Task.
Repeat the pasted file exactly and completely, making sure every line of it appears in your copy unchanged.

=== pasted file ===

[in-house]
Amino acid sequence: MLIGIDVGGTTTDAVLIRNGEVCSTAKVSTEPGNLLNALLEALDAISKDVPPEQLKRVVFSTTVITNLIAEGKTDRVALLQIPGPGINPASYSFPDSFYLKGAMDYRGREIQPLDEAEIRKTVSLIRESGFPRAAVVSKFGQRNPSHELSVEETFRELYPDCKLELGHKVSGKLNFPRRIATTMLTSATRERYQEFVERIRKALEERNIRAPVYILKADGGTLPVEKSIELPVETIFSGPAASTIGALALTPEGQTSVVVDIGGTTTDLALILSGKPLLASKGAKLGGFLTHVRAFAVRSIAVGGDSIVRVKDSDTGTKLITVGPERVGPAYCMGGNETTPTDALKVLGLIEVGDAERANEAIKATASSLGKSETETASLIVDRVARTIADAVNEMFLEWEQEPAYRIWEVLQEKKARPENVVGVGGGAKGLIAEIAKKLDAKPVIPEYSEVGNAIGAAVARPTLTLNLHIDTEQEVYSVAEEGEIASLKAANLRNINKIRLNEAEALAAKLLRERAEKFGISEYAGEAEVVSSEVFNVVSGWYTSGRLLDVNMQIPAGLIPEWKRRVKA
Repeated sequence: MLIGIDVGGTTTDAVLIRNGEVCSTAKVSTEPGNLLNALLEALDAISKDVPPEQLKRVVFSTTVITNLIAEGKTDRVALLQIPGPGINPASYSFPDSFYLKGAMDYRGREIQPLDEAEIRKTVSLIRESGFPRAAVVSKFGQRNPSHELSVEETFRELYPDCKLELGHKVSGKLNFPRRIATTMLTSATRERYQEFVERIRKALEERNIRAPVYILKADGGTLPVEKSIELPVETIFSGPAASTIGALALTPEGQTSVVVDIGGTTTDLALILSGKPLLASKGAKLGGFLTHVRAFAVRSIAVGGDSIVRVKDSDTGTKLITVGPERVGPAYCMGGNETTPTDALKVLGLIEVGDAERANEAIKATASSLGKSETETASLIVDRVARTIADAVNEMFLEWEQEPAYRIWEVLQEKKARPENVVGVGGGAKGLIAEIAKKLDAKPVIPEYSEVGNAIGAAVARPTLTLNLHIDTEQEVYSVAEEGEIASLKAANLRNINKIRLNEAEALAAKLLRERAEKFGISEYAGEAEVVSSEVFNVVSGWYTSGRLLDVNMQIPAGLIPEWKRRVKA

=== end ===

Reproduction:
[in-house]
Amino acid sequence: MLIGIDVGGTTTDAVLIRNGEVCSTAKVSTEPGNLLNALLEALDAISKDVPPEQLKRVVFSTTVITNLIAEGKTDRVALLQIPGPGINPASYSFPDSFYLKGAMDYRGREIQPLDEAEIRKTVSLIRESGFPRAAVVSKFGQRNPSHELSVEETFRELYPDCKLELGHKVSGKLNFPRRIATTMLTSATRERYQEFVERIRKALEERNIRAPVYILKADGGTLPVEKSIELPVETIFSGPAASTIGALALTPEGQTSVVVDIGGTTTDLALILSGKPLLASKGAKLGGFLTHVRAFAVRSIAVGGDSIVRVKDSDTGTKLITVGPERVGPAYCMGGNETTPTDALKVLGLIEVGDAERANEAIKATASSLGKSETETASLIVDRVARTIADAVNEMFLEWEQEPAYRIWEVLQEKKARPENVVGVGGGAKGLIAEIAKKLDAKPVIPEYSEVGNAIGAAVARPTLTLNLHIDTEQEVYSVAEEGEIASLKAANLRNINKIRLNEAEALAAKLLRERAEKFGISEYAGEAEVVSSEVFNVVSGWYTSGRLLDVNMQIPAGLIPEWKRRVKA
Repeated sequence: MLIGIDVGGTTTDAVLIRNGEVCSTAKVSTEPGNLLNALLEALDAISKDVPPEQLKRVVFSTTVITNLIAEGKTDRVALLQIPGPGINPASYSFPDSFYLKGAMDYRGREIQPLDEAEIRKTVSLIRESGFPRAAVVSKFGQRNPSHELSVEETFRELYPDCKLELGHKVSGKLNFPRRIATTMLTSATRERYQEFVERIRKALEERNIRAPVYILKADGGTLPVEKSIELPVETIFSGPAASTIGALALTPEGQTSVVVDIGGTTTDLALILSGKPLLASKGAKLGGFLTHVRAFAVRSIAVGGDSIVRVKDSDTGTKLITVGPERVGPAYCMGGNETTPTDALKVLGLIEVGDAERANEAIKATASSLGKSETETASLIVDRVARTIADAVNEMFLEWEQEPAYRIWEVLQEKKARPENVVGVGGGAKGLIAEIAKKLDAKPVIPEYSEVGNAIGAAVARPTLTLNLHIDTEQEVYSVAEEGEIASLKAANLRNINKIRLNEAEALAAKLLRERAEKFGISEYAGEAEVVSSEVFNVVSGWYTSGRLLDVNMQIPAGLIPEWKRRVKA